I highly recommend using a desk power supply that can measure current. This is useful when you made a mistake in software or wiring and accidentally let a MOSFET ON or in floating state. The desk supply current draw will alert you before you smell the burning silicon
Making the box
I just used an old shoebox and cut it to my spec. Laser cut Acrylic sheet was my first choice but did not get my hands on it.
After fitting I realized that my solenoid was leaking gas. I open it up and discovered hole in its disk. A little super glue fixed it.
I needed a mount for flame sensor so that I can adjust it for best view of flame without getting lot of heat. 3D printing solved that issue. In addition the flame sensor needs to be protected from ambient sunlight. I 3D printed a cover for that purpose.
LCD mount was needed to raise it close to cover for easier readout.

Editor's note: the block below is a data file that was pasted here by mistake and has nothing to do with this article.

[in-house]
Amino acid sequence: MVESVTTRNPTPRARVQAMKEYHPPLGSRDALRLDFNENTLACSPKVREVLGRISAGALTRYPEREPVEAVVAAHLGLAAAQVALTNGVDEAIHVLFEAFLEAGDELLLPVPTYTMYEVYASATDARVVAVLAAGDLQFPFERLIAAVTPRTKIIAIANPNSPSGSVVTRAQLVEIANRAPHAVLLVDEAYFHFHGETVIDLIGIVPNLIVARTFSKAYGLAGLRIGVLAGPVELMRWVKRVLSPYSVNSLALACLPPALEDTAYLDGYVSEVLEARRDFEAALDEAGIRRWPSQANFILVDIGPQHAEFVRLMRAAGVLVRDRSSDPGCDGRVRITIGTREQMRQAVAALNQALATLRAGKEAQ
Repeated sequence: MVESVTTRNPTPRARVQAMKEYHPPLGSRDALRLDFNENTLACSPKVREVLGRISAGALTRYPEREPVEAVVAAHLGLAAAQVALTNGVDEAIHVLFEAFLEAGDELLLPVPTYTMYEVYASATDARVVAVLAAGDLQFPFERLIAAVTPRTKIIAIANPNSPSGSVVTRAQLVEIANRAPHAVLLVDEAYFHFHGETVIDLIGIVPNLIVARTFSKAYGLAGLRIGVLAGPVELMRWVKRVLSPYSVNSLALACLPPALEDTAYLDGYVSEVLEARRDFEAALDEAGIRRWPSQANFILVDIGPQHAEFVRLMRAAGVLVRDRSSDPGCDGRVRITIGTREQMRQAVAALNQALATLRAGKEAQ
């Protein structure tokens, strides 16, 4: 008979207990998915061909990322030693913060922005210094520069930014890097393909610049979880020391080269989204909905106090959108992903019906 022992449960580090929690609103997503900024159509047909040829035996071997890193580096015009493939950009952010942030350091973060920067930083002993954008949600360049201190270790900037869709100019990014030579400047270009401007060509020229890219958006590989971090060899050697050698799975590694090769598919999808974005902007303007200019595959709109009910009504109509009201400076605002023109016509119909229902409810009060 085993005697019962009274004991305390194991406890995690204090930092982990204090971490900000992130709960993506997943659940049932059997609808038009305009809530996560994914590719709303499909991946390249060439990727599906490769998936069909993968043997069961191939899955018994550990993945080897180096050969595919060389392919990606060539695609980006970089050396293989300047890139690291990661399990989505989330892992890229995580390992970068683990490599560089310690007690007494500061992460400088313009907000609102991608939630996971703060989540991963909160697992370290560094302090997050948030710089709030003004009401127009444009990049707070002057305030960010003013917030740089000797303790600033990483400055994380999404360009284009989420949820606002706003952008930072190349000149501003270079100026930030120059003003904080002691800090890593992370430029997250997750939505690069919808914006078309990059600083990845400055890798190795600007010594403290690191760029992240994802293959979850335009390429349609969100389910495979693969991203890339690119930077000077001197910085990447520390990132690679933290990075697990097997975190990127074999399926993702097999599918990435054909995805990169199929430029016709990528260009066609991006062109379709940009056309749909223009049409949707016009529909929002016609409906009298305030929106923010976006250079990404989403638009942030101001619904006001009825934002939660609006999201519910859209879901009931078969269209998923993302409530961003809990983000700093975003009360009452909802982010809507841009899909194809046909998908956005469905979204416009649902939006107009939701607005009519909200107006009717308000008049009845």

LCD is running screensaver. The code is part of my Sketch just not enabled in the final version.
Azure Cloud Setup
In order to run the applications you will need to do the following:
- Create an IoT hub that will receive data from devices and send commands back to it
- Create pair of Event hub and Stream Analytics job that will read data from the IoT hub and post alerts into the Event hub
- Create another pair of Stream Analytics job and Event hub for bridging controllers and devices.
- Create a Storage account that will be used by the worker roles.
- Deploy worker roles that will read alerts from the Event hubs and forward alerts to devices through the IoT hub and send Tweets.
Create an IoT Hub
- Log on to the Azure Portal.
- In the jumpbar, click New, then click Internet of Things, and then click IoT Hub.
- In the New IoT Hub blade, specify the desired configuration for the IoT Hub.
- In the Name box, enter a name to identify your IoT hub. When the Name is validated, a green check mark appears in the Name box.
- Change the Pricing and scale tier as desired. This application required a paid tier that allows multiple devices.
- In the Resource group box, create a new resource group, or select and existing one. For more information, see Using resource groups to manage your Azure resources.
- Use Location to specify the geographic location in which to host your IoT hub.